Standards In Collision
While some other teachers were reading novels at the beach last summer, Richard Aieta was slogging through thick, dense drafts of national academic standards. Those documents lay out in varying detail the considered opinions of a wide range of academics and educators about what students from Maine to California should know and be able to do at key points in their schooling.
The drafts Aieta read covered the study of history, geography, and civics. In all, they contained 439 pages.
Aieta read them for two reasons. First, because he feels that is part of his job as the chairman of the social-studies department at Hamilton-Wenham High School in Gloucester, Mass.
But he also read them because he is wary of those outside his profession telling him what to teach.
And now he is worried.
"I have a major concern about being held accountable for all this,'' he says. "I'm already trying to fit 10 pounds into a five-pound bag.''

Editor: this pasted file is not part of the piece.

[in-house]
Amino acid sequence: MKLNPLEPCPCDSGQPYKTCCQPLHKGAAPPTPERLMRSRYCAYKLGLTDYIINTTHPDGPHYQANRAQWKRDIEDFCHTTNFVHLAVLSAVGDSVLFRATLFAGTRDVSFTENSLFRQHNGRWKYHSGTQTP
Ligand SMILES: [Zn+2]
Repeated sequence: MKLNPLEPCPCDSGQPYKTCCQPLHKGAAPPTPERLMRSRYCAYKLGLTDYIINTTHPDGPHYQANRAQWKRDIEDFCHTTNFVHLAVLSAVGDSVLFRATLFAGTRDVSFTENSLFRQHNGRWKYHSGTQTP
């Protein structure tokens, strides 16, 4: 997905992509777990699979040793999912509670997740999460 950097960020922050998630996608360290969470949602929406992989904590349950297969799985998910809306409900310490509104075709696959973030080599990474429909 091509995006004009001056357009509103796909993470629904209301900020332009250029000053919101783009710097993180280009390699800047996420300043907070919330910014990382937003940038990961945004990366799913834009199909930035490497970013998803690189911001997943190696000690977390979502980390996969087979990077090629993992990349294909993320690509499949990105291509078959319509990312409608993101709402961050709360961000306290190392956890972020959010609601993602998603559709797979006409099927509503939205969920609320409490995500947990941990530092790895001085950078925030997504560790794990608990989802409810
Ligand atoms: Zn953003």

"If all these documents come out this way,'' he adds, "somebody's going to have to take a sabbatical to read it all.''
While Aieta may be one of the few teachers across the country who have actually read drafts of proposed, voluntary national academic standards, his concerns are far from unique. As the standards-setting movement continues to gain momentum, worries that the documents may turn out to be too numerous, too lengthy, too much to teach, and too different from one another are being voiced with increasing frequency. And, in the end, Aieta fears, it may be educators like himself at the local level--curriculum supervisors and department heads and teachers--who must try to put it all together.
The movement to set national standards in precollegiate subjects was launched by the National Council of Teachers of Mathematics. In the early 1980's the council began to develop a common set of benchmarks for teaching math that all of its teachers could strive to reach. Its curriculum standards were completed in 1989; soon after, the organization set out to develop teaching and assessment standards to accompany them.